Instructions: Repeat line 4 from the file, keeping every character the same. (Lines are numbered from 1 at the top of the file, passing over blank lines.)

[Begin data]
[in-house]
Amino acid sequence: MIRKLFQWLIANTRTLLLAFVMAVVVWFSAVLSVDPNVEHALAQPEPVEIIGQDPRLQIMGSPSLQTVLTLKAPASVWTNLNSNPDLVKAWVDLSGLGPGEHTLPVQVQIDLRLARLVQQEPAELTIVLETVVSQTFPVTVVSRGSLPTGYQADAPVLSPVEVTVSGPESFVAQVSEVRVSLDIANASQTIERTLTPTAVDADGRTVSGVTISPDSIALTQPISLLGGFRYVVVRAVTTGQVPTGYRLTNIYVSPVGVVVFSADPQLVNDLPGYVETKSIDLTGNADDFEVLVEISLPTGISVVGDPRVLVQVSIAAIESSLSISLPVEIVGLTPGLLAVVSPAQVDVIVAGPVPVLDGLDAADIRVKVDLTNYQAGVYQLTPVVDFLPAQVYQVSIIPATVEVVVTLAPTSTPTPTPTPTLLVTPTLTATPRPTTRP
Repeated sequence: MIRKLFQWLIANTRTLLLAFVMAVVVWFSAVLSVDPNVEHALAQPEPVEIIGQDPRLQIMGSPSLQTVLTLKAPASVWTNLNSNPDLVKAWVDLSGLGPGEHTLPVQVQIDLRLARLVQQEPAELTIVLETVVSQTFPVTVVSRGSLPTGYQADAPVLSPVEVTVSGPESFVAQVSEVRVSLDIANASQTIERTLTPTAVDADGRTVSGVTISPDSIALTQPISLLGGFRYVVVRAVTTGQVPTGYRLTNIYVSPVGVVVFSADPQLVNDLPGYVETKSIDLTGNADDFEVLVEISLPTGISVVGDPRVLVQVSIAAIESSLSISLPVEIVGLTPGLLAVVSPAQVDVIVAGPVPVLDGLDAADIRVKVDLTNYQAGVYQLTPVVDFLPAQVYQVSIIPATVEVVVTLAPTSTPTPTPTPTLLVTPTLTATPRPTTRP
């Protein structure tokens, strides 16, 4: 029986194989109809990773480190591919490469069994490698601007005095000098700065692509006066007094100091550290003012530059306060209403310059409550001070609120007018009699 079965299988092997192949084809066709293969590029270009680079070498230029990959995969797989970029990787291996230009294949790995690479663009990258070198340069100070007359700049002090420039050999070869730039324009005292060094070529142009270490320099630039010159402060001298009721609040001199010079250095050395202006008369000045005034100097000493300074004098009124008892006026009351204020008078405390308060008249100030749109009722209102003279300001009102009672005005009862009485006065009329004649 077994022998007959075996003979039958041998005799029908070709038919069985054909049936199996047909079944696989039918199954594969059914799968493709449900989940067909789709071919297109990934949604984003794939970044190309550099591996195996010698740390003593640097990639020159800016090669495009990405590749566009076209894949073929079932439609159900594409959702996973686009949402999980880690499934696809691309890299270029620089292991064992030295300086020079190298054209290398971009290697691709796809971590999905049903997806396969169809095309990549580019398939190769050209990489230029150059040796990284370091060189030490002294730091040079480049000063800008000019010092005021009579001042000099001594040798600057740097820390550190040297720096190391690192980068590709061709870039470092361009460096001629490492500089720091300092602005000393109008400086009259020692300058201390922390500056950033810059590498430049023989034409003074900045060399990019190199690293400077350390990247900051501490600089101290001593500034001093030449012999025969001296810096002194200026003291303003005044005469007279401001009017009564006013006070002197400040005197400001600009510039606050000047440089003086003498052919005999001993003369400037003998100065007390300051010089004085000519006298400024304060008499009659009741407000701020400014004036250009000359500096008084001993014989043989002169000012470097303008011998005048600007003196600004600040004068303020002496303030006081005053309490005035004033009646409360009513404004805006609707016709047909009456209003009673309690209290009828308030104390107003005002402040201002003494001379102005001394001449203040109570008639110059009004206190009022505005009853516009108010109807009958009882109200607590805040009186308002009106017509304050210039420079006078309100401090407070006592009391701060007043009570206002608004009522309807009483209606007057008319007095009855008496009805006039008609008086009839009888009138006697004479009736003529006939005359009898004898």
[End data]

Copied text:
């Protein structure tokens, strides 16, 4: 029986194989109809990773480190591919490469069994490698601007005095000098700065692509006066007094100091550290003012530059306060209403310059409550001070609120007018009699 079965299988092997192949084809066709293969590029270009680079070498230029990959995969797989970029990787291996230009294949790995690479663009990258070198340069100070007359700049002090420039050999070869730039324009005292060094070529142009270490320099630039010159402060001298009721609040001199010079250095050395202006008369000045005034100097000493300074004098009124008892006026009351204020008078405390308060008249100030749109009722209102003279300001009102009672005005009862009485006065009329004649 077994022998007959075996003979039958041998005799029908070709038919069985054909049936199996047909079944696989039918199954594969059914799968493709449900989940067909789709071919297109990934949604984003794939970044190309550099591996195996010698740390003593640097990639020159800016090669495009990405590749566009076209894949073929079932439609159900594409959702996973686009949402999980880690499934696809691309890299270029620089292991064992030295300086020079190298054209290398971009290697691709796809971590999905049903997806396969169809095309990549580019398939190769050209990489230029150059040796990284370091060189030490002294730091040079480049000063800008000019010092005021009579001042000099001594040798600057740097820390550190040297720096190391690192980068590709061709870039470092361009460096001629490492500089720091300092602005000393109008400086009259020692300058201390922390500056950033810059590498430049023989034409003074900045060399990019190199690293400077350390990247900051501490600089101290001593500034001093030449012999025969001296810096002194200026003291303003005044005469007279401001009017009564006013006070002197400040005197400001600009510039606050000047440089003086003498052919005999001993003369400037003998100065007390300051010089004085000519006298400024304060008499009659009741407000701020400014004036250009000359500096008084001993014989043989002169000012470097303008011998005048600007003196600004600040004068303020002496303030006081005053309490005035004033009646409360009513404004805006609707016709047909009456209003009673309690209290009828308030104390107003005002402040201002003494001379102005001394001449203040109570008639110059009004206190009022505005009853516009108010109807009958009882109200607590805040009186308002009106017509304050210039420079006078309100401090407070006592009391701060007043009570206002608004009522309807009483209606007057008319007095009855008496009805006039008609008086009839009888009138006697004479009736003529006939005359009898004898």